“We don’t care a jot if Syrian people are suffering greatly, that’s part of the plan. We are happy to prolong the suffering indefinitely as long as the Russians, Iranians and Assad can’t claim victory.”
The Rambo of the State Department is leaving. James Jeffreys, the outgoing Syria envoy, boasts about his achievements in a recent candid interview with Al Monitor which with no sense of shame opens up to public gaze the the cynicism, callousness and sheer power-crazedness of US policy on Syria, conducted as though it were a video game or a game of Monopoly.
In a long-ranging interview with Al-Monitor, James Jeffrey looks back on his efforts to incorporate fragments of Obama-era initiatives into a cohesive Middle East policy. Al Monitor
Jeffreys makes no bones about it. It’s not about ending the Syrian conflict, it’s about prolonging it:
Basically, first and foremost is denial of the [Assad regime] getting military victory….And of course, we’ve ratcheted up the isolation and sanctions pressure on Assad, we’ve held the line on no reconstruction assistance, and the country’s desperate for it. You see what’s happened to the Syrian pound, you see what’s happened to the entire economy. So, it’s been a very effective strategy..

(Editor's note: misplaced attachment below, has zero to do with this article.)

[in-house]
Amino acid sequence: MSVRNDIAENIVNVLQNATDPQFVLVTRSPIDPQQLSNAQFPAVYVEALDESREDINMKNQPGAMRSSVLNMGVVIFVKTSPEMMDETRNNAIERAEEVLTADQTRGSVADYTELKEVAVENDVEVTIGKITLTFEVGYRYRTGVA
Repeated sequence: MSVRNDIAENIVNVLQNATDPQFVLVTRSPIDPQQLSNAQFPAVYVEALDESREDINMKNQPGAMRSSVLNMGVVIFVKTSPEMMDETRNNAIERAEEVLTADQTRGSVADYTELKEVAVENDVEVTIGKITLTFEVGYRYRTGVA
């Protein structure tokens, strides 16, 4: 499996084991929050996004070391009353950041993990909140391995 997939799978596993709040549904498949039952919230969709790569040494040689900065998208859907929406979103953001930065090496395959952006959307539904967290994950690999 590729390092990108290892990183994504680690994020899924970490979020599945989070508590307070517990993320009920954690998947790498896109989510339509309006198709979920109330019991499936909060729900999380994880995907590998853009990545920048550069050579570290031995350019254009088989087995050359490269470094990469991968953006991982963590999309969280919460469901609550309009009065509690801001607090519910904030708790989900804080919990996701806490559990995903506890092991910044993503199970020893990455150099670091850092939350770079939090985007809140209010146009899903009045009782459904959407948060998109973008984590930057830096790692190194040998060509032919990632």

The point is, this [preserving the SDF] is our plan B. We have a plan A. Plan A doesn’t answer ‘how does this all end?’ Plan A’s whole purpose [is] to ensure that the Russians and Assad and the Iranians don’t have a happy answer to how this all ends, and maybe that will someday get them to accept Plan B. Meanwhile, they’re tied up in knots. They don’t see Syria as a victory.
So, we don’t care a jot if Syrian people are suffering greatly, that’s part of the plan. We are happy to prolong the suffering indefinitely as long as the Russians, Iranians and Assad can’t claim victory.
Plan B, by the way, requires implementation on US terms of UN resolution 2254, which would amount effectively to a suicide note for Assad as under those terms it would allow millions of Syrians outside Syria to vote and thus decide the fate of those still inside.
At no point in this lengthy interview does Jeffreys even mention the Syrian people. The only Syrians (condescendingly) mentioned are the Kurdish militia SDF:
The SDF, they’re clean kids. I’ve gotten to know them and their leadership very, very well. They really are phenomenal, by Middle Eastern standards. They’re a highly disciplined Marxist offshoot of the PKK.
So, let’s get this straight: the US is supporting a bunch of Marxists in North East Syria to stop Assad getting the much needed oil for the Syrian people and is indifferent to the fact that Idlib is controlled by a bunch of Islamist fanatics?
Jeffreys in fact does not say a single word about the character of the opposition to acknowledge their Islamist extremism, or about the likely consequences if Plan B were to succeed and deliver the keys of Damascus to Islamist radicals.
In this game – and a game is clearly how callous power-crazed Washington policy makers see it – only preventing victory by the other side matters.